A lot of people do deep breathing exercises to help themselves relax and calm down. However, many of us misunderstand how the breath actually works. This means, at best, that we will not be getting the most out of the exercises, and at worst we could actually be causing harm. Through my Alexander Technique training I have learned many things about the breath as it relates to our overall coordination, but I believe there are two key things that, once we understand them, can really help us allow our breathing to function more fully and naturally.
1. Our Ribs Move with our Breath!
The ribs are extremely important for the functioning of our breath, yet most people don’t even realize they have a part to play.
Without getting too technical, our lungs are housed within our rib cage, and the diaphragm muscle attaches all the way around to the lowest ribs. So as the lungs fill with air (when we breathe in) the ribs raise up and out – all the way around, front, sides and back. When we breathe out, the ribs lower again.
Simply understanding and acknowledging that our ribs move with the breath, can have a huge impact on our breathing capacity, and the ability to breathe freely. If we’re under the misconception that all the expansion is out in front, or in our belly (even subconsciously) we will unknowingly be limiting our breathing capacity.
2. Don’t Take a Breath!
Holding the breath is one of the biggest sources of tension in the body. Maybe you’re holding your breath now? If so I encourage you not to take a breath, but to let out any breath you’ve been holding in, allowing the new breath to come in gently and naturally. If we actively take a breath we are most likely tightening up and sucking in. If we first let out any stale air, the in-breath will just come on its own. Except under perhaps extreme or specialized conditions, we don’t need to ever take a breath!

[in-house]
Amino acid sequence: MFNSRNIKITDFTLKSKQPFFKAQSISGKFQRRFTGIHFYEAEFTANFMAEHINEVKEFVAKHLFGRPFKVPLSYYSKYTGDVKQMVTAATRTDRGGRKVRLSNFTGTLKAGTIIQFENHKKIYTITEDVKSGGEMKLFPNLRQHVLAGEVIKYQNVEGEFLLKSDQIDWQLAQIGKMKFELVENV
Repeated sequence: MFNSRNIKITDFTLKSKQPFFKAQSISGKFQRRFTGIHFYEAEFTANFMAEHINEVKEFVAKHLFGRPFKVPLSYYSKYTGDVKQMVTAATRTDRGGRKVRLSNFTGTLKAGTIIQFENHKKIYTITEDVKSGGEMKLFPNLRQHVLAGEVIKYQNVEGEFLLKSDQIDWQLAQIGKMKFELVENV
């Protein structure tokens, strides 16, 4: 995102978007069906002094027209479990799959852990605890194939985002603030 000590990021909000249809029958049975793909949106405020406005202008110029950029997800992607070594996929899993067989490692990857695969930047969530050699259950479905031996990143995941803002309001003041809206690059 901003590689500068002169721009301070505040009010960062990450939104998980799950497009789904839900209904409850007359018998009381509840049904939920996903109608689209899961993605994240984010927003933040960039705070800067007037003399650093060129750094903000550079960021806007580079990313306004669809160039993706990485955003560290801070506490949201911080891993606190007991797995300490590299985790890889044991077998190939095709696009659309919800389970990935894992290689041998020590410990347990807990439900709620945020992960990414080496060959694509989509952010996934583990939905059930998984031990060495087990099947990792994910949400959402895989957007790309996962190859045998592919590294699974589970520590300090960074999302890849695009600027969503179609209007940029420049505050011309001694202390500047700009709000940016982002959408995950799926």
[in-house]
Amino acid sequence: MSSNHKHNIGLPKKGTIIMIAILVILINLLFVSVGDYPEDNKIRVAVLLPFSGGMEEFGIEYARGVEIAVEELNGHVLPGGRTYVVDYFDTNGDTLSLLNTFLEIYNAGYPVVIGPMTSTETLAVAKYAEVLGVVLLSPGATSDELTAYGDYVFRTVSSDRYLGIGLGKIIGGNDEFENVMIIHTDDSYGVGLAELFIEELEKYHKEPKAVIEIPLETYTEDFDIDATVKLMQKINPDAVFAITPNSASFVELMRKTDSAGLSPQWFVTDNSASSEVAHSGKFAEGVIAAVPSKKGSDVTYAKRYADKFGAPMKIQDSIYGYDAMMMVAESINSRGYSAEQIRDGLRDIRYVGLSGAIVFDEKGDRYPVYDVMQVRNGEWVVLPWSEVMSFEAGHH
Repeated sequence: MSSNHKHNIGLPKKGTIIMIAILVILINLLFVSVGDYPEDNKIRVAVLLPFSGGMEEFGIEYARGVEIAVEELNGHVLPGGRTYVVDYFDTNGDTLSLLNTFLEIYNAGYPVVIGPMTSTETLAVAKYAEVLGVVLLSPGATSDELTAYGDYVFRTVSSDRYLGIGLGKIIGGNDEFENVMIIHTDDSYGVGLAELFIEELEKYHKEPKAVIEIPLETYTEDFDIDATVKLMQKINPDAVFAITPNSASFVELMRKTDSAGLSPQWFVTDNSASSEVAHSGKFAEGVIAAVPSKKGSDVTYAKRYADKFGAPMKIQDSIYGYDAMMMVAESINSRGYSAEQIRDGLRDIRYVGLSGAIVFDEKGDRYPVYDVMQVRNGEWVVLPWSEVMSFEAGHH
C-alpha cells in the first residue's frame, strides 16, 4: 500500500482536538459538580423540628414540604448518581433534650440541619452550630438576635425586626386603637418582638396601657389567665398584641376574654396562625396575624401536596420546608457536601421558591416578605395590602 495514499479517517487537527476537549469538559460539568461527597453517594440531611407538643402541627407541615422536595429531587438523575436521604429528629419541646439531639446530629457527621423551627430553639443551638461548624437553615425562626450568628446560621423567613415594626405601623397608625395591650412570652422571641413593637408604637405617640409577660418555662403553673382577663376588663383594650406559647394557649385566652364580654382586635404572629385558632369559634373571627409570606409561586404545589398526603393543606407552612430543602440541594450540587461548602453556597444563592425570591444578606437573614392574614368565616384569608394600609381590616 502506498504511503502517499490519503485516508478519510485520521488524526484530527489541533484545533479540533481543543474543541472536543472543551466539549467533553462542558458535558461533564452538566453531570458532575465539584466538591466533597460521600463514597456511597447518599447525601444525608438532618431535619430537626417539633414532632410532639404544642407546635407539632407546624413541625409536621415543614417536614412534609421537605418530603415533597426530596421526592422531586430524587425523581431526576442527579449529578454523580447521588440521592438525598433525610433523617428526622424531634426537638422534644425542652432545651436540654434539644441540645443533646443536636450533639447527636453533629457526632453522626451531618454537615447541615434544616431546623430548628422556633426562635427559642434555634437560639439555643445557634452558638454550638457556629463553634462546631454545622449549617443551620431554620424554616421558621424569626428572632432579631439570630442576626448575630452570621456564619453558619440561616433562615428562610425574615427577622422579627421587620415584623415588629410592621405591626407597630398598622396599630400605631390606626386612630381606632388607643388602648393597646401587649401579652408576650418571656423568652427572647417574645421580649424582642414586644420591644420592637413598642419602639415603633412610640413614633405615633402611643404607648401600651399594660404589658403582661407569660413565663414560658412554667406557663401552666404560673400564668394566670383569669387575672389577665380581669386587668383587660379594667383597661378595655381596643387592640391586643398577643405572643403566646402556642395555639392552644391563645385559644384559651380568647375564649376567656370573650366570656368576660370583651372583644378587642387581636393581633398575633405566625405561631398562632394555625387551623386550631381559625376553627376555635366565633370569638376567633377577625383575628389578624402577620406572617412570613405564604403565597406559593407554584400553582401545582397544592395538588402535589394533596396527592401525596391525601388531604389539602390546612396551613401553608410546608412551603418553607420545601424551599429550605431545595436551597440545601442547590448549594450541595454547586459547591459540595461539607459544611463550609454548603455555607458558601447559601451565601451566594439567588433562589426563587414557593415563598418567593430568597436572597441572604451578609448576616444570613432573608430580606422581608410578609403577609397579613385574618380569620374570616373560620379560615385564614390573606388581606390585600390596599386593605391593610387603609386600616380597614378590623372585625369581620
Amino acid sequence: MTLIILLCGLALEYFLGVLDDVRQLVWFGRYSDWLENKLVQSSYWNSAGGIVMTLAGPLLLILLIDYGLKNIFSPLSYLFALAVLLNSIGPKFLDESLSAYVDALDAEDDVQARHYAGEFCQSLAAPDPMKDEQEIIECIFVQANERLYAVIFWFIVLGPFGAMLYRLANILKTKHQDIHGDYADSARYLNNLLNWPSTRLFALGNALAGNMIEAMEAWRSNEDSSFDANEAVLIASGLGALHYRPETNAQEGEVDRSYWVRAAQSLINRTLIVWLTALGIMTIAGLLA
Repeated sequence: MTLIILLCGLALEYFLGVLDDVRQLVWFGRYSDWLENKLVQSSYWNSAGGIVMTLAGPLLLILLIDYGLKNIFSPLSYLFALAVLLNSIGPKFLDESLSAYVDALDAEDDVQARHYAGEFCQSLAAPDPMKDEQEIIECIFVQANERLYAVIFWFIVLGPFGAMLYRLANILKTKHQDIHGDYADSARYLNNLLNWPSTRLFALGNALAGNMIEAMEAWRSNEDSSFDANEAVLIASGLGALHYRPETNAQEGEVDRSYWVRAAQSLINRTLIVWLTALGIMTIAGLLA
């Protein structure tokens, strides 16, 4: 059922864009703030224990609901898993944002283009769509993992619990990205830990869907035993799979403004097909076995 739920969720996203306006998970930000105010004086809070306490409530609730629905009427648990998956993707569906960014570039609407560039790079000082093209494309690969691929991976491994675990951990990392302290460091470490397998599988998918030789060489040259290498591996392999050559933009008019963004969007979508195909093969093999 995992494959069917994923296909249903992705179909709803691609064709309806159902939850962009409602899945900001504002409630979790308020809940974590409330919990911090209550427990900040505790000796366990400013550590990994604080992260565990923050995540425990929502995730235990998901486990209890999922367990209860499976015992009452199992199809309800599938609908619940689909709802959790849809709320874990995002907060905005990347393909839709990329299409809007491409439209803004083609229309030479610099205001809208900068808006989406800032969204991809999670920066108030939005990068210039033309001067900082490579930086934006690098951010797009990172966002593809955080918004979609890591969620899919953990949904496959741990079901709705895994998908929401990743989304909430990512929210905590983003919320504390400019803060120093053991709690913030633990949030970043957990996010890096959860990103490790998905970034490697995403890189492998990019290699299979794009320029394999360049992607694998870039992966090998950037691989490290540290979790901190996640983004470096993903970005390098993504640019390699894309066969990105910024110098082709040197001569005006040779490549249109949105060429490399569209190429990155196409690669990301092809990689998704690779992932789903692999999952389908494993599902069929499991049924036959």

Try this: Without taking a breath first (!) let out whatever breath you have by letting the air out gently through the lips as if you are blowing out a candle. Let the lips come gently together and just simply notice the air come back in through your nose. Now put your hands on the side of your rib cage as you breathe out, then as you let the breath come in see if you can feel the movement of your ribs under your hands. If you can reach to put your hand on your back you’ll feel movement there too.
Knowing these things can challenge how we think about breathing in general and about breathing exercises in particular. Having a better understanding of just these two things, and putting them in the context of our overall coordination, can have a huge impact on our well-being.
Did you know these things already? If not, did anything change in your breathing just thinking about it differently? I challenge you to try just observing your breath and noticing these things – I think you’ll feel calmer already. Let me know how you got on.